Sunday, February 16, 2014

book review--Life Outside the Matrix by Venetia Carpenter

freeloader theology

In his book Christless Christianity: The Alternative Gospel of the American Church, Michael Horton wrote "So much of what I am calling "Christless Christianity" is not profound enough to constitute heresy...the message of American Christianity has simply become trivial, sentimental, affirming, and irrelevant." This book, "Like Outside the Matrix", perfectly fits that category. Although a few statements do indicate some aberrant beliefs, overall the book is so shallow and silly, it's difficult to imagine people taking it seriously. But, given the state of the church nowadays, the profane is often called profound.

The basic premise of the book is this, "Jesus was actually asking me to quit my full-time job, sit in prayer before Him for extended hours, journal what He was showing me, and trust Him for all my provision." (Kindle Locations 152-153). And what was one way she was taken care of? "As I began to do this I was led to food and household provision through friends who actually provided me with these things free of charge!" (Kindle Locations 187-188).

What reasons would I have to doubt that she got those instructions from Jesus? Take a look at II Thessalonians 3:6-12, and see if that passages in any way recommends this kind of freeloader non-activity. If anything, it is very much against it. "6 Now we command you, brothers, in the name of our Lord Jesus Christ, that you keep away from any brother who is walking in idleness and not in accord with the tradition that you received from us." Paul in this context even gives the command, "If anyone is not willing to work, let him not eat".

This author's statement that Jesus told her to quit her job and do nothing to earn her living is directly against Paul's statements and example, and I'll take Paul over this author any day. This woman received no such command from Jesus.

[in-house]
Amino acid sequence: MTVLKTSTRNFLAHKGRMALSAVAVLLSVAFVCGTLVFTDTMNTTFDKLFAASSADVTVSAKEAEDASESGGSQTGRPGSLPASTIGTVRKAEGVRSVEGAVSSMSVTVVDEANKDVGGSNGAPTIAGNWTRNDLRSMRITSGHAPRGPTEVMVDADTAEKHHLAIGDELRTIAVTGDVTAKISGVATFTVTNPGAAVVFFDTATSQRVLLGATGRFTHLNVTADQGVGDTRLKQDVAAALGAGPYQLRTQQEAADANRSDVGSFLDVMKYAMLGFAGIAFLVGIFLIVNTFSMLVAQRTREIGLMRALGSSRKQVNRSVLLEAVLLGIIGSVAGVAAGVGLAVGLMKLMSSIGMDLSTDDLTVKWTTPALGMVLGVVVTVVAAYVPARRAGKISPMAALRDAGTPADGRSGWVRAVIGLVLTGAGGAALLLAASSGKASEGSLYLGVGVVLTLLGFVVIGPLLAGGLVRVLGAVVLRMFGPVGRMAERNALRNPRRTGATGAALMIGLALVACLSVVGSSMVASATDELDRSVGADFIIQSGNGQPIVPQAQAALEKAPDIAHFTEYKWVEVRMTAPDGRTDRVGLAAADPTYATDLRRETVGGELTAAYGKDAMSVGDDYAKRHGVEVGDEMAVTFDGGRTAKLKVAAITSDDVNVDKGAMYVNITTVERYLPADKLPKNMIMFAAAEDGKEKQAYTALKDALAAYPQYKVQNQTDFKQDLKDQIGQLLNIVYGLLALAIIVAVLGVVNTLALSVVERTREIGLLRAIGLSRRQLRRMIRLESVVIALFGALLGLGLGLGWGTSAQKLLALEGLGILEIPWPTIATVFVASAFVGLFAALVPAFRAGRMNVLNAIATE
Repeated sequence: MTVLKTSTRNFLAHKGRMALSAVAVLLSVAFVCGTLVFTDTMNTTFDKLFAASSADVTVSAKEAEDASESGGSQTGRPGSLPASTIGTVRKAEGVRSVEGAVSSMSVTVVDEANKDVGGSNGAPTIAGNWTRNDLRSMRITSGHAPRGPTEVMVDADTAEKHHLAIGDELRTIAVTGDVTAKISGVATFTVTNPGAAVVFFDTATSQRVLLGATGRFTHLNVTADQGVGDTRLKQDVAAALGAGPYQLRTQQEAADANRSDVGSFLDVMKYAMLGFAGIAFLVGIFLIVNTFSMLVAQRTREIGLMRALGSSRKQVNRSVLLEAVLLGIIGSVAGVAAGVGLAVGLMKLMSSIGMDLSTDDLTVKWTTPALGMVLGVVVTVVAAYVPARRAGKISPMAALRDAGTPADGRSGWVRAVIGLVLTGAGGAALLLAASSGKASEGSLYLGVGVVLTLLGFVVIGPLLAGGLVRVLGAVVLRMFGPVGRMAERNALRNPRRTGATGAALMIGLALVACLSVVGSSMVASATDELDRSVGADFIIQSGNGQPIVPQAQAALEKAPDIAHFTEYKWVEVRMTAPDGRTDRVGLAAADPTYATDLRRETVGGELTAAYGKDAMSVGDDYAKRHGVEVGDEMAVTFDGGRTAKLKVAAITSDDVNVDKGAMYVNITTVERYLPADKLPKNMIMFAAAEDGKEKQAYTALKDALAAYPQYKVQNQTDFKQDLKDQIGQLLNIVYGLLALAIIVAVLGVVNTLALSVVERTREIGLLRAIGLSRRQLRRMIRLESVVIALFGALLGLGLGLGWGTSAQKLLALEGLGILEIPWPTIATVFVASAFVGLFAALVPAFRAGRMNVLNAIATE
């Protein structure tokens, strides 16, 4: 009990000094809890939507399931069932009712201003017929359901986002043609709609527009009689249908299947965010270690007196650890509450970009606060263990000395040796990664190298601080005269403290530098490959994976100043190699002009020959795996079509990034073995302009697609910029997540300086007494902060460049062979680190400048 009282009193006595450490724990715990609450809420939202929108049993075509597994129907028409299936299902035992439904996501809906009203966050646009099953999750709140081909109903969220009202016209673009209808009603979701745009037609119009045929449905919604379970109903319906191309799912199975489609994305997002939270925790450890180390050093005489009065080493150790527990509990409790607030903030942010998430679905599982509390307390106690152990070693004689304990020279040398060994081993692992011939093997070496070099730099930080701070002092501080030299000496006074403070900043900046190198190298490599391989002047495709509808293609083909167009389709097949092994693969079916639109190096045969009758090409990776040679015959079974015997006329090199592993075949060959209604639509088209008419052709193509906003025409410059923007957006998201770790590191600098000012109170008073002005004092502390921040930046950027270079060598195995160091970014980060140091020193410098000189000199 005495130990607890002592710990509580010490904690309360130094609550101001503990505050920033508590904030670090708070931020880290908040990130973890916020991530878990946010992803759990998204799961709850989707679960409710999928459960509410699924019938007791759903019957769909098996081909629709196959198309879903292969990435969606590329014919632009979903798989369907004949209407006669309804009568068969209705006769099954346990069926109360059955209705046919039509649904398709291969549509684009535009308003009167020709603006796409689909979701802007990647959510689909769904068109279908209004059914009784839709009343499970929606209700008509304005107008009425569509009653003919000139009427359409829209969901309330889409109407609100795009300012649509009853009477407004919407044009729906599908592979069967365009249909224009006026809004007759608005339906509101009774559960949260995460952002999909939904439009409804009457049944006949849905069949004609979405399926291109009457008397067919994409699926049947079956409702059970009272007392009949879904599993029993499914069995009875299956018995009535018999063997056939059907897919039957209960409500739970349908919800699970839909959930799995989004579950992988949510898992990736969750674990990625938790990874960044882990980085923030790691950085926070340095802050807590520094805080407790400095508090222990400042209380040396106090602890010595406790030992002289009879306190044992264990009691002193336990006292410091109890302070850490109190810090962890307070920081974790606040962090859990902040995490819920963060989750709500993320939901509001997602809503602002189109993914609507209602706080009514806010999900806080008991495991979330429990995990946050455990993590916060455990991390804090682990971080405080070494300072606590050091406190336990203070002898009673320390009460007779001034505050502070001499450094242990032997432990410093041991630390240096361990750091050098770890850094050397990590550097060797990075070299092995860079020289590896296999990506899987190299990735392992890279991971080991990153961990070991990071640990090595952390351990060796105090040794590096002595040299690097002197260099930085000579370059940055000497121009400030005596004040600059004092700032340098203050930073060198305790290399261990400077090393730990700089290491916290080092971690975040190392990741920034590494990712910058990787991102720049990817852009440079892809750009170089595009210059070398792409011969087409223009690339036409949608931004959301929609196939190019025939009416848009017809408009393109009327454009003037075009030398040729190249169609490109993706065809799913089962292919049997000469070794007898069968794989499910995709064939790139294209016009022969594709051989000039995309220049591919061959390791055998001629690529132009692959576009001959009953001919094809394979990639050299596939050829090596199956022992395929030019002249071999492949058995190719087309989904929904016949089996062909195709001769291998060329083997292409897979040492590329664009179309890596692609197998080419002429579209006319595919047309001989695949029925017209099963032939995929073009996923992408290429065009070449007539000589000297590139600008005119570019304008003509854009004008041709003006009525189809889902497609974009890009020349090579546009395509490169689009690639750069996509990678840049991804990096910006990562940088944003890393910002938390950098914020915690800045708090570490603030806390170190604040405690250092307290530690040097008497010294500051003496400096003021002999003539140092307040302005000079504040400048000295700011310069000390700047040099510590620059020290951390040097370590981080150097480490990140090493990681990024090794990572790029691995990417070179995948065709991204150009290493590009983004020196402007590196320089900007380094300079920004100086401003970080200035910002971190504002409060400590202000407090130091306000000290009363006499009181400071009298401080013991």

This author tries to convince the reader that they need to see into something she called "the supernatural realm". This is something the Bible says nothing about , she must simply attempt to insert it into a few verses. "The more I pondered this verse (Hebrews 11:6), I came to realize that the supernatural realm is really our birthright as believers." (Kindle Location 170). A look at the verse, and it's context, has nothing to do with any supernatural realm.

And the trite and shallow nature of this book is also evident in how Jesus is written about. Jesus becomes a car lot owner who wants to put you in a sweet ride, a metaphor for provision. Jesus is the partner who's waiting to give you those provisions if you look into the realm of the spirit. "Our partnership with Him calls things into being on this earth even though our physical eyes can't see them right away." (Kindle Locations 360-361), even though the Bible never says that we are able to call things into being. This is simply Word of Faith nonsense.

I got an e-book copy of this book when Destiny Image offered it for a free, and that may well be the only good thing about this book. I'd hate to think that the money I worked long and hard for would end up going to someone promoting this kind of freeloading theology.

No comments: